Seven Sequim swimmers are state-bound following last weekend’s West Central District 3 2A meet.
Eric Prosser qualified in the 100 meter backstroke in an exciting race, said coach Linda Moats.
He dropped one second off his best time in the preliminary rounds and then bettered that by 0.02 seconds in the finals (1:04.16 seconds). This is his first trip to the 2A state meet in Federal Way.
Two divers, Austin Clement and Cameron Harrison, both return to state as divers. They qualified for state earlier in the year at an 11-dive meet with scores of 306 and 298. To make state, a diver must score 280.
Prosser qualified for districts in diving but opted not to compete with a 252 score.
Moats said Clement struggled during his first eight dives and was unable to better his best score while Harrison dove well but struggled toward the end.
After the meet, the Wolves learned they’d also be sending two relay teams, the 200 meter medley — Steve Dewey, Jon Donahue, Doug Dunbar and Prosser — and the 400 meter freestyle — Donahue, Dewey, Prosser and Kiano Stoppani.
Moats said the relay teams earned a wild card for their state berths.
“The 400 free relay was the story today,” she said.
In the preliminaries, they were seeded eighth but dropped two seconds off their best time to finish seventh and in the finals dropped six more seconds to finish seventh. All of the swimmers dropped time from their personal bests in either preliminaries and/or finals.
“Eric (Prosser) swam his fastest time ever with a 55-second 100 free. This is a lot of time to drop off a 100 free in such a short time,” Moats said.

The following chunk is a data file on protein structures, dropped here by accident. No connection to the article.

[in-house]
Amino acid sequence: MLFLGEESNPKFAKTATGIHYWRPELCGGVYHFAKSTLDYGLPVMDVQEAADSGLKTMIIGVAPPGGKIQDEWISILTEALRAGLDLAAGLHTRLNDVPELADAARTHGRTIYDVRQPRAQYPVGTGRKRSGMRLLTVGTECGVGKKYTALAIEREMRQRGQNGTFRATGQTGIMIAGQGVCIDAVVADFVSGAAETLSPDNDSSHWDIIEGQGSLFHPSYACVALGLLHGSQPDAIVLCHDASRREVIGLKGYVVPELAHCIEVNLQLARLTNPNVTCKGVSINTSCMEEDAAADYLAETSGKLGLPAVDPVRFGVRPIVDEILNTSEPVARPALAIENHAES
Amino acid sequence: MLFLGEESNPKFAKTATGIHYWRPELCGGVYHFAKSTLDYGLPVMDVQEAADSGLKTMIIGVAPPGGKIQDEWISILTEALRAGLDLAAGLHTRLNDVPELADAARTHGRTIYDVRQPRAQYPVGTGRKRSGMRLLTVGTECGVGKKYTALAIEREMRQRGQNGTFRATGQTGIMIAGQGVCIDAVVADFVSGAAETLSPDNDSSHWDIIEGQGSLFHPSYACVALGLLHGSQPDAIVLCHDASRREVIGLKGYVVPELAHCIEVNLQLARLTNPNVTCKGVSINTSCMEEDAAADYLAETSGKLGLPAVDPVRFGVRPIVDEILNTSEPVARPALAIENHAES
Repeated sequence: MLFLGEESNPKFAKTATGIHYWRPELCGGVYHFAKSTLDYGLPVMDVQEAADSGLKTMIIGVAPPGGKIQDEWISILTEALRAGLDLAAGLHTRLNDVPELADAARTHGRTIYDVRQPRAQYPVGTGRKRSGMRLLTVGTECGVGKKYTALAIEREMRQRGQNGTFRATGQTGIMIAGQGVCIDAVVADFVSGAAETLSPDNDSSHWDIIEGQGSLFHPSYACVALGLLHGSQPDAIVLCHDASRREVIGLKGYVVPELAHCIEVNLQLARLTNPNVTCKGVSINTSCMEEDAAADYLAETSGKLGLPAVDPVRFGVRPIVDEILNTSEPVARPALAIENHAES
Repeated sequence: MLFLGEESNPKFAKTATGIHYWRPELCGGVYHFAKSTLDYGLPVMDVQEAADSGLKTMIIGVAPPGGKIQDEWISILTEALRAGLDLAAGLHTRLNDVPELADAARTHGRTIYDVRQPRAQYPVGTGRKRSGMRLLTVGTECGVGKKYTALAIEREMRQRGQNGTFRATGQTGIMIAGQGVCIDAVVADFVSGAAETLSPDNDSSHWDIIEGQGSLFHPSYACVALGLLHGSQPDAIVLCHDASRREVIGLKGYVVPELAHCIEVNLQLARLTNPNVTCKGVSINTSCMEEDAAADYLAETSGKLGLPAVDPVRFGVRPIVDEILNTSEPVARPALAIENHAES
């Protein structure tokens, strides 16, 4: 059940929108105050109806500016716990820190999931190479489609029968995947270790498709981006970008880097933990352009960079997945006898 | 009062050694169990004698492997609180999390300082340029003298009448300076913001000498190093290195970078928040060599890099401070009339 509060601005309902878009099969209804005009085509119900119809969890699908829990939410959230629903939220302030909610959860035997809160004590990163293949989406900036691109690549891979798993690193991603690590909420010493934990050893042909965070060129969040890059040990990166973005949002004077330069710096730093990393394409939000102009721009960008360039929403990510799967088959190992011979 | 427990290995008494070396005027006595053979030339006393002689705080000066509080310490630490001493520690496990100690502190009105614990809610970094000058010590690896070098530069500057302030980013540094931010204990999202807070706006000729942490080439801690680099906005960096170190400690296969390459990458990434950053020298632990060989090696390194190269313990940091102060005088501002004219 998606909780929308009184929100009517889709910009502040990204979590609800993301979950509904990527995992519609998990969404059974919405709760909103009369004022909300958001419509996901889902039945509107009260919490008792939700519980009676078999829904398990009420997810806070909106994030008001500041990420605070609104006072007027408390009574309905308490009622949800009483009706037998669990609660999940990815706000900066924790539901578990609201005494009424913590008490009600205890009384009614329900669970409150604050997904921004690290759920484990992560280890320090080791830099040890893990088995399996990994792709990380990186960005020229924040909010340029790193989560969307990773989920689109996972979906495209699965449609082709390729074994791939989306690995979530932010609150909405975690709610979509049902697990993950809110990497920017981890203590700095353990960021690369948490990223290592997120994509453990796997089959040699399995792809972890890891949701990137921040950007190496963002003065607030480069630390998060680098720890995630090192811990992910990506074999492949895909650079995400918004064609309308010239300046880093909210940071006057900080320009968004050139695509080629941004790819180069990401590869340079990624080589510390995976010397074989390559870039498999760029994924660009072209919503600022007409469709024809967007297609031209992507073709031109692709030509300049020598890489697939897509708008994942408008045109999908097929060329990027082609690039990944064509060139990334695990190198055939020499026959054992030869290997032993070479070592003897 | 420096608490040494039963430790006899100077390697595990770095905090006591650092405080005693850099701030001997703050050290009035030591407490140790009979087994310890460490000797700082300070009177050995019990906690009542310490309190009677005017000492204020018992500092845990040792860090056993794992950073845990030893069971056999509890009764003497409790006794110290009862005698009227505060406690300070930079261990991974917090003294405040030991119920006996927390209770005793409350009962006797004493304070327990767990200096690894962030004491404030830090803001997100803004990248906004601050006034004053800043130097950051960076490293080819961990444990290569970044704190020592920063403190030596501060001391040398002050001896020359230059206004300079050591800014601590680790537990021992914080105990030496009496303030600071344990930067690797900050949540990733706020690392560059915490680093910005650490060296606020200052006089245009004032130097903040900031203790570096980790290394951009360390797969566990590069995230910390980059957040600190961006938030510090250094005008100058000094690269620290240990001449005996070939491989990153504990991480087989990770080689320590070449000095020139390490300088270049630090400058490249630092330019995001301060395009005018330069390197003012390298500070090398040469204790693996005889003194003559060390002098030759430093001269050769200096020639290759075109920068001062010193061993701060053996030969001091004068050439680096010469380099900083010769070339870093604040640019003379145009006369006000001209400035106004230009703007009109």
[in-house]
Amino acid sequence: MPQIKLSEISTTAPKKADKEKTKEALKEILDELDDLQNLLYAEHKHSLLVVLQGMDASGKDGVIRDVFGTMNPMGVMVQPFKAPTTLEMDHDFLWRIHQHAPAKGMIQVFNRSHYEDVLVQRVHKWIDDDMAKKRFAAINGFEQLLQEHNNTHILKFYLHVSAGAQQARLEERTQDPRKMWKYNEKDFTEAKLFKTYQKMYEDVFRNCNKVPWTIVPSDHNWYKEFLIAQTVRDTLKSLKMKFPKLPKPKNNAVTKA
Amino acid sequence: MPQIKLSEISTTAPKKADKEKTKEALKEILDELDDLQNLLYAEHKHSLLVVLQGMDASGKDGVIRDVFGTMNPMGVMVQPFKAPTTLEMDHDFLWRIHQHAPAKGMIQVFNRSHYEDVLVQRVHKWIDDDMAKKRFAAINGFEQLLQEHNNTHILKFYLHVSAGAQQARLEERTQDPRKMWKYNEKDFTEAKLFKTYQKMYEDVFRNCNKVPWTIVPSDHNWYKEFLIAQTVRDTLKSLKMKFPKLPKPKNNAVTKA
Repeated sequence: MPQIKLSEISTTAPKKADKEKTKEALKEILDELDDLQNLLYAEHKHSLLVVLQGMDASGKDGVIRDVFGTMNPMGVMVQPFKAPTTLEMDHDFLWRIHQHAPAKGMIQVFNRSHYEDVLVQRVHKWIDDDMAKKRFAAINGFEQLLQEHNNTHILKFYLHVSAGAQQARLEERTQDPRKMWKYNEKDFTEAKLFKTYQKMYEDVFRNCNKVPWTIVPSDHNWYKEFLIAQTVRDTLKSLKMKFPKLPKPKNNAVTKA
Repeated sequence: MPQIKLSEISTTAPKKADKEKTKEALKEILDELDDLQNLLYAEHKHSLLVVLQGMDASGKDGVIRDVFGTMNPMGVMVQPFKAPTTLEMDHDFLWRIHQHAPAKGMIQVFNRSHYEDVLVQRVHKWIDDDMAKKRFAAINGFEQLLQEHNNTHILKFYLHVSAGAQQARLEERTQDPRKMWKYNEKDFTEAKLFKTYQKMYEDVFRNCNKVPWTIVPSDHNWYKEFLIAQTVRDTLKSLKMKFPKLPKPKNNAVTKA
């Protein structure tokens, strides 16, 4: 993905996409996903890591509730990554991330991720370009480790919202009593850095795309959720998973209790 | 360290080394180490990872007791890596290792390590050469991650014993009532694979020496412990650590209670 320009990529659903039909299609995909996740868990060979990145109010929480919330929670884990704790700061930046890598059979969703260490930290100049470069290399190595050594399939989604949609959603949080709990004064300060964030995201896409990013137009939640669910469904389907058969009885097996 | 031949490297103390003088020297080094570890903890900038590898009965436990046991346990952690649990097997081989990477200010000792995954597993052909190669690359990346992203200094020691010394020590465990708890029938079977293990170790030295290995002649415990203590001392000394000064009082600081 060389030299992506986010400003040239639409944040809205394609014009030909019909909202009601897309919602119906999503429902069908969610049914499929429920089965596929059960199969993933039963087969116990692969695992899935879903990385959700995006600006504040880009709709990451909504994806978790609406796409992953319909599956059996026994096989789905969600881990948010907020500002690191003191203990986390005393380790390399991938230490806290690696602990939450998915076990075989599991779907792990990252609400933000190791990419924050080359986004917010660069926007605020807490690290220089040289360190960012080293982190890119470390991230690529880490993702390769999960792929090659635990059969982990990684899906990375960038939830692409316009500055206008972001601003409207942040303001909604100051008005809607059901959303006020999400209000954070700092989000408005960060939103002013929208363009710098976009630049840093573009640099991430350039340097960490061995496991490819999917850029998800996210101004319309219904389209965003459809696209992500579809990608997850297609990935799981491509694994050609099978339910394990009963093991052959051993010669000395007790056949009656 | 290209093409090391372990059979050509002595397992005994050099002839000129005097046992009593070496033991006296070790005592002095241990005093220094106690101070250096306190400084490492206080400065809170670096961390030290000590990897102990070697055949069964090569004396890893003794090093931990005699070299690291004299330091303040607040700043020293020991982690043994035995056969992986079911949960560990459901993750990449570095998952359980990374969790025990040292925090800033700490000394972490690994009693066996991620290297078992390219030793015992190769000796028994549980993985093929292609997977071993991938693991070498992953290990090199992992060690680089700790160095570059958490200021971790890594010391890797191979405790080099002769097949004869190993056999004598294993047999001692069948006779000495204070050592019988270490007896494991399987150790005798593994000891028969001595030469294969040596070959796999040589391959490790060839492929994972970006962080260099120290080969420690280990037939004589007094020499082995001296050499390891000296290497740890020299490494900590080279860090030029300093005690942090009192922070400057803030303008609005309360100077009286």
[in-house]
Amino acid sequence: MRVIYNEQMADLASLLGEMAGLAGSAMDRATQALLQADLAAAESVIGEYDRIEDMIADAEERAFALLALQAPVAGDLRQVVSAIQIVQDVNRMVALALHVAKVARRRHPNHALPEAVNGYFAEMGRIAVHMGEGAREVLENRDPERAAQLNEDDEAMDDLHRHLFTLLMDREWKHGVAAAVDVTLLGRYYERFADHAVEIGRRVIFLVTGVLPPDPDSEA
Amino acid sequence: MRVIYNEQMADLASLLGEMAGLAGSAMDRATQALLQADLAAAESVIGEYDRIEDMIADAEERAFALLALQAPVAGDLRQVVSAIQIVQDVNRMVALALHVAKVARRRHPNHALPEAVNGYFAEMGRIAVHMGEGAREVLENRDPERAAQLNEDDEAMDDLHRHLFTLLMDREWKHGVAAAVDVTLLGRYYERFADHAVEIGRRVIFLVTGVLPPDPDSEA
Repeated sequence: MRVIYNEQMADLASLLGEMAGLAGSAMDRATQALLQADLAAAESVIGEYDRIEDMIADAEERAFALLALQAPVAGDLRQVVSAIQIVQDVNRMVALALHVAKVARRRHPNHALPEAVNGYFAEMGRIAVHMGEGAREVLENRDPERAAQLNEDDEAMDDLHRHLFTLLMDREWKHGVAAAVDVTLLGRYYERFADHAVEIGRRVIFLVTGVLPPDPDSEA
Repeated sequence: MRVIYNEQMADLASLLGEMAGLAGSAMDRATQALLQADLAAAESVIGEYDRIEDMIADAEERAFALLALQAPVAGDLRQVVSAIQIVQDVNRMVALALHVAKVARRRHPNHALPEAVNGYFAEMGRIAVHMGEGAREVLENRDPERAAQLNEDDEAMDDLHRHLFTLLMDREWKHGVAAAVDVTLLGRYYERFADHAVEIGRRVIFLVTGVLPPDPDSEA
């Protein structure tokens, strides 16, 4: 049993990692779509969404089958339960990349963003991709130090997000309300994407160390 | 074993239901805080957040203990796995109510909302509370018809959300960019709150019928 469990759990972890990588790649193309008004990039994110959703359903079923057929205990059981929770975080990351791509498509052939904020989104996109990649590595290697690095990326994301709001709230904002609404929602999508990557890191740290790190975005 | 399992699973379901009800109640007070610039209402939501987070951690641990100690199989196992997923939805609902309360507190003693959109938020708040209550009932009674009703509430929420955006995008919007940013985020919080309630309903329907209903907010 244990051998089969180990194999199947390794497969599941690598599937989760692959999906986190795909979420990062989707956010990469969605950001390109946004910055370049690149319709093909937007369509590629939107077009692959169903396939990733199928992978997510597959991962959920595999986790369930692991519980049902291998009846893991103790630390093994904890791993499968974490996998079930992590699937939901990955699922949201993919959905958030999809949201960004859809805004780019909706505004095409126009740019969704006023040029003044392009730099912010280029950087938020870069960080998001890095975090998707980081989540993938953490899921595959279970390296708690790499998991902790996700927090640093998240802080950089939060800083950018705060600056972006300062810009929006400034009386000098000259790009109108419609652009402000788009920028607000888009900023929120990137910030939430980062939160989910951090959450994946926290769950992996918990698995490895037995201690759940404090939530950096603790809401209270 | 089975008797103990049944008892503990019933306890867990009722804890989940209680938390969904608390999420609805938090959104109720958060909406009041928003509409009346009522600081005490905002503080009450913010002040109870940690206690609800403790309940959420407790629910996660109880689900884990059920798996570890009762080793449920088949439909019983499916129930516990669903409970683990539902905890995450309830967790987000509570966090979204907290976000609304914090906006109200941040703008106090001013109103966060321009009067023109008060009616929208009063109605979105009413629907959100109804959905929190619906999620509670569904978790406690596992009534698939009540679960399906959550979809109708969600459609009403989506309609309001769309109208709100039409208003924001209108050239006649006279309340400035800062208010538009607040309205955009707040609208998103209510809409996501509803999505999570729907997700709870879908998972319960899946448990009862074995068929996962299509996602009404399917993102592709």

Dunbar just missed the finals for the 50 meter freestyle and placed 14th; he holds a second alternate spot for state. Dewey placed 16th in the 500 free.
The state-bound 200 meter medley relay team finished 10th and the 200 meter free relay team finished eighth.
This year’s team featured 11 seniors, the most ever for the Sequim boys swim team.
Moats said many of the seniors joined for fun and to support their friends and that many of the players came in without much swimming know-how.
She’s worked with many of the swimmers for four years building their knowledge each year on how to swim, developing form, increasing speed and then fine-tuning their abilities.
“We have a lot of kids on the team for four years but it’s unfortunate that they’ve made the 2A qualifying times harder,” she said.
Dunbar, a four-year swimmer, said the experience has been rewarding for him.
He said some swim for more experience but he joined after listening to a voice of reason.
“My grandpa told me I should do it because I have the right body type,” he said.
Clement and Harrison dove for the team all four years and their coach, Mark Pincikowski, said they’ve gained much more confidence and strength in their time with him.
“Last year they came short of their expectations (Clement placed ninth and Harrison 11th at state), so we’re definitely looking for a higher placement,” Pincikowski said.
“We’re hoping for the top six. They definitely have the ability. The sport itself is about balance, confidence and waking up having a day where you feel centered.”
Clement said he’s definitely gotten a lot higher in his dives and he’s thrown harder dives into his routine.
“I’ve seen a lot of progress from my freshman year,” he said. “The rewards at state are always worth it (the effort).”
Harrison said he’s become more consistent over four years.
“I realized what dives I could do and nail it,” he said. “I have a solid six dives I have been crashing down on. Hopefully the other five will fall into place.”
But through the hard work, Harrison said, being on the team is about being with friends, too.
“You’ve just got to have fun,” he said.
Once the duo graduates, only two divers remain on the team.
“Diving is a wonderful opportunity that you can only get in high school,” Pincikowski said. “You learn muscle control, balance and poise. There are a lot of life lessons in that.”